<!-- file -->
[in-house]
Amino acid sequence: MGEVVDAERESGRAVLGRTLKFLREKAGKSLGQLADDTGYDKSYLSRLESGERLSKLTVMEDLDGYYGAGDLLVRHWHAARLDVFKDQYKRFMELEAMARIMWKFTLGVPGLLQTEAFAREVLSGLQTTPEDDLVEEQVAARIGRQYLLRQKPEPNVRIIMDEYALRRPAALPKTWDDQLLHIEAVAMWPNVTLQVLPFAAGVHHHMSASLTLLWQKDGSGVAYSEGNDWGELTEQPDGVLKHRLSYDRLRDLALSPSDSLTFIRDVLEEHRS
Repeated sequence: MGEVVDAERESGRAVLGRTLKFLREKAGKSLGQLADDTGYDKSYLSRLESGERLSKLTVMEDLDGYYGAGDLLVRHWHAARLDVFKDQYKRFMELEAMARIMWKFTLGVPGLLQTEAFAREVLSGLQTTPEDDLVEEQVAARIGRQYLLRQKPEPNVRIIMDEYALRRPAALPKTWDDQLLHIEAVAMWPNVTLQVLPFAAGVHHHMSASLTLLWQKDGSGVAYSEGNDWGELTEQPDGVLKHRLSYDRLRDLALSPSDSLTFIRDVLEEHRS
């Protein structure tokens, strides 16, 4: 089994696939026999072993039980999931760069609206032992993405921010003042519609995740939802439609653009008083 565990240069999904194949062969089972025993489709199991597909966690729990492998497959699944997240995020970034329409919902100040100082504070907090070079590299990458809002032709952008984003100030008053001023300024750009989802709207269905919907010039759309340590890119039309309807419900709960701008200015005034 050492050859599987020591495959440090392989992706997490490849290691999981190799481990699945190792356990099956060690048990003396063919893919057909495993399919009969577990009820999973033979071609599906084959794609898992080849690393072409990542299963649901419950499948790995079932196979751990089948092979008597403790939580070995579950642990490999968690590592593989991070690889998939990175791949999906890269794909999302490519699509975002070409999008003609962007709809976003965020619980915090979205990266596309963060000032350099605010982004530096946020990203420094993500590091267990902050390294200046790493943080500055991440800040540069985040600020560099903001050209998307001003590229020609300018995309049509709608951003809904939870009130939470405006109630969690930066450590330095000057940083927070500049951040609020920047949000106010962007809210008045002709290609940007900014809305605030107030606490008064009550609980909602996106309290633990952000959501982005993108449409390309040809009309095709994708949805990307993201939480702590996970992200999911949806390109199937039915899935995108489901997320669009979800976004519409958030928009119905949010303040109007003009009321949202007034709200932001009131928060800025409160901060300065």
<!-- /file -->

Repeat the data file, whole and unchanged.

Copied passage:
[in-house]
Amino acid sequence: MGEVVDAERESGRAVLGRTLKFLREKAGKSLGQLADDTGYDKSYLSRLESGERLSKLTVMEDLDGYYGAGDLLVRHWHAARLDVFKDQYKRFMELEAMARIMWKFTLGVPGLLQTEAFAREVLSGLQTTPEDDLVEEQVAARIGRQYLLRQKPEPNVRIIMDEYALRRPAALPKTWDDQLLHIEAVAMWPNVTLQVLPFAAGVHHHMSASLTLLWQKDGSGVAYSEGNDWGELTEQPDGVLKHRLSYDRLRDLALSPSDSLTFIRDVLEEHRS
Repeated sequence: MGEVVDAERESGRAVLGRTLKFLREKAGKSLGQLADDTGYDKSYLSRLESGERLSKLTVMEDLDGYYGAGDLLVRHWHAARLDVFKDQYKRFMELEAMARIMWKFTLGVPGLLQTEAFAREVLSGLQTTPEDDLVEEQVAARIGRQYLLRQKPEPNVRIIMDEYALRRPAALPKTWDDQLLHIEAVAMWPNVTLQVLPFAAGVHHHMSASLTLLWQKDGSGVAYSEGNDWGELTEQPDGVLKHRLSYDRLRDLALSPSDSLTFIRDVLEEHRS
């Protein structure tokens, strides 16, 4: 089994696939026999072993039980999931760069609206032992993405921010003042519609995740939802439609653009008083 565990240069999904194949062969089972025993489709199991597909966690729990492998497959699944997240995020970034329409919902100040100082504070907090070079590299990458809002032709952008984003100030008053001023300024750009989802709207269905919907010039759309340590890119039309309807419900709960701008200015005034 050492050859599987020591495959440090392989992706997490490849290691999981190799481990699945190792356990099956060690048990003396063919893919057909495993399919009969577990009820999973033979071609599906084959794609898992080849690393072409990542299963649901419950499948790995079932196979751990089948092979008597403790939580070995579950642990490999968690590592593989991070690889998939990175791949999906890269794909999302490519699509975002070409999008003609962007709809976003965020619980915090979205990266596309963060000032350099605010982004530096946020990203420094993500590091267990902050390294200046790493943080500055991440800040540069985040600020560099903001050209998307001003590229020609300018995309049509709608951003809904939870009130939470405006109630969690930066450590330095000057940083927070500049951040609020920047949000106010962007809210008045002709290609940007900014809305605030107030606490008064009550609980909602996106309290633990952000959501982005993108449409390309040809009309095709994708949805990307993201939480702590996970992200999911949806390109199937039915899935995108489901997320669009979800976004519409958030928009119905949010303040109007003009009321949202007034709200932001009131928060800025409160901060300065």